We offer a wide range of investigative techniques at Oakham Veterinary Hospital


We offer a wide range of investigative techniques at OVH in order that we can provide you with a diagnosis and the best targeted treatment plans for your pet.


This might be as simple as running some in-house blood tests in our laboratory or doing some initial x-rays to rule out certain conditions.


Where more detailed investigation is needed we have a wide variety of imaging at our disposal, including a CT machine.

  • Cardiology
  • Dentistry & Dental Health
  • Dermatology
  • Imaging
  • Internal Medicine
  • Oncology
  • Ophthalmology
  • Orthopaedics
  • Laboratory


Heart disease is one of the most commonly diagnosed conditions in dogs and cats. It is very often associatedCardiology Machine with elderly dogs and cats but there are also some specific conditions that can affect younger animals.

In the last few decades the diagnostic and treatment options for heart disease have dramatically changed. These help improve the quality of life and can often considerably prolong the life span of affected pets.

Animals may not display any symptoms in the early stages of heart disease. Potential problems are frequently picked up during a routine visit to the vet; many owners are surprised by the discovery of a heart murmur or rhythm disturbance.

At our practice we encourage a thorough investigation to detect the cause of these changes and provide an assessment for the future health of the animal. Having a clear diagnosis of the condition is crucially important in achieving an appropriate treatment plan. The treatment of heart disease often involves a combination of drugs, therefore each pet has an individual treatment plan with regular monitoring by our team.

Cardiology investigations are carried out using different diagnostic techniques such as radiography (X-rays), electrocardiology (ECG) and ultrasonography. These techniques are not painful or invasive however occasionally patients will require sedation.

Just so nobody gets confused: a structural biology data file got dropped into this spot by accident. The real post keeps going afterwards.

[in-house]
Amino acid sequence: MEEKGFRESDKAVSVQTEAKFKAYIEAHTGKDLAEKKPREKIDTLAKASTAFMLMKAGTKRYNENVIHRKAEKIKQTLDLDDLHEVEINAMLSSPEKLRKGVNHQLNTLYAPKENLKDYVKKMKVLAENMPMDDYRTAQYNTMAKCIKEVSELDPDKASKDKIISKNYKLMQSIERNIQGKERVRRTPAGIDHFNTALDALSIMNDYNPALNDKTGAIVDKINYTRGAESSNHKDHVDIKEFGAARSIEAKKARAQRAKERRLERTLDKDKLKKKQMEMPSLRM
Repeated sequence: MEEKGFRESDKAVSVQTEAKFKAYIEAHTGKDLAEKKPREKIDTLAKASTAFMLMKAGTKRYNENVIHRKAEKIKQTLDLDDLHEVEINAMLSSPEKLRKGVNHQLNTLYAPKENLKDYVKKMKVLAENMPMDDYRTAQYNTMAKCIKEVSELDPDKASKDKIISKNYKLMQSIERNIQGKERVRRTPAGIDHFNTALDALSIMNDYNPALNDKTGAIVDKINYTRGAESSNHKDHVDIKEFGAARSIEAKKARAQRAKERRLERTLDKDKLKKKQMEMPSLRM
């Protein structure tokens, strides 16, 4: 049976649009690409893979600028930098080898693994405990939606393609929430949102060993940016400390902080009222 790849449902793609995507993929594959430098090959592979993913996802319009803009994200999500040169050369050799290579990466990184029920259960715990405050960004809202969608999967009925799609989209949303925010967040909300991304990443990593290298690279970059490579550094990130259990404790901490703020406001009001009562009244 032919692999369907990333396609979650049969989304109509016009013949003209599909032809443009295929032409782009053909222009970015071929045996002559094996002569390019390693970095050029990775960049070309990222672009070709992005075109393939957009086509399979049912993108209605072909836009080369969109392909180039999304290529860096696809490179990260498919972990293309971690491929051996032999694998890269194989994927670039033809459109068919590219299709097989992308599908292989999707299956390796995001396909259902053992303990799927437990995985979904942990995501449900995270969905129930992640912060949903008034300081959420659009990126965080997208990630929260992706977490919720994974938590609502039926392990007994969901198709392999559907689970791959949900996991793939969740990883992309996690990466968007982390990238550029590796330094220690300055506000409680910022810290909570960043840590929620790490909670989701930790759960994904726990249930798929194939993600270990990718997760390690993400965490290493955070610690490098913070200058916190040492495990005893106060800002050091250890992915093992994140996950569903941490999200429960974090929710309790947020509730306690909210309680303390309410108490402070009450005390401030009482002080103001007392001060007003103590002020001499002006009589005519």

Dentistry & Dental Health

Unfortunately our pet's teeth can often suffer problems. Taking proper care of your pet's mouth can lead to a longer and happier life for you and your pet.

Dental disease in cats and dogs is somewhat different to that in humans. They suffer very few dental cavities but do suffer from peridontal disease (inflammation and damage of the teeth and surrounding tissues). This disease is caused by the build up of plaque and tartar around the gum line. Eventually this build up breaks down the attachments of the tooth causing gum recession or peridontal pockets. This can lead to dental abscesses and loss of teeth.  We now have a state of the art dental x-ray machine which means we are able to take detailed, very accurate images of your pet's mouth prior to and after a procedure. 

This enables our vets to pinpoint exactly where the issues are before starting a dental surgery and to ensure that any work done has been successful.

A few simple steps may reduce the chance of your pet requiring an anaesthetic to correct these dental problems. Our vets are always happy to discuss preventative dental care.

  1. Before Surgery Pre Dental Surgery Cat
  2. After SurgeryPost Dental Surgery Cat


Dermatology is the area of medicine dealing with diseases of the nails, skin and hair. Skin and ear diseaseDermatology represent a major component of small animal practice workload and forms one of the most common, frustrating and challenging areas of companion animal clinical work.

The most common diseases are: allergies to food and flea salvia, atopic dermatitis (allergy to environmental factors), bacterial infection, fungal disease, parasite infection and hormonal diseases that can affect the skin. There are often different options available when treating these conditions. Deciding which option is best will depend on the individual character of the animal and the circumstances of the owner.

Our aim is to improve the quality of life of our patients. To achieve this it is vital that we obtain an accurate and complete diagnosis of the fundamental causes of the problem and any factors that may be complicating the situation.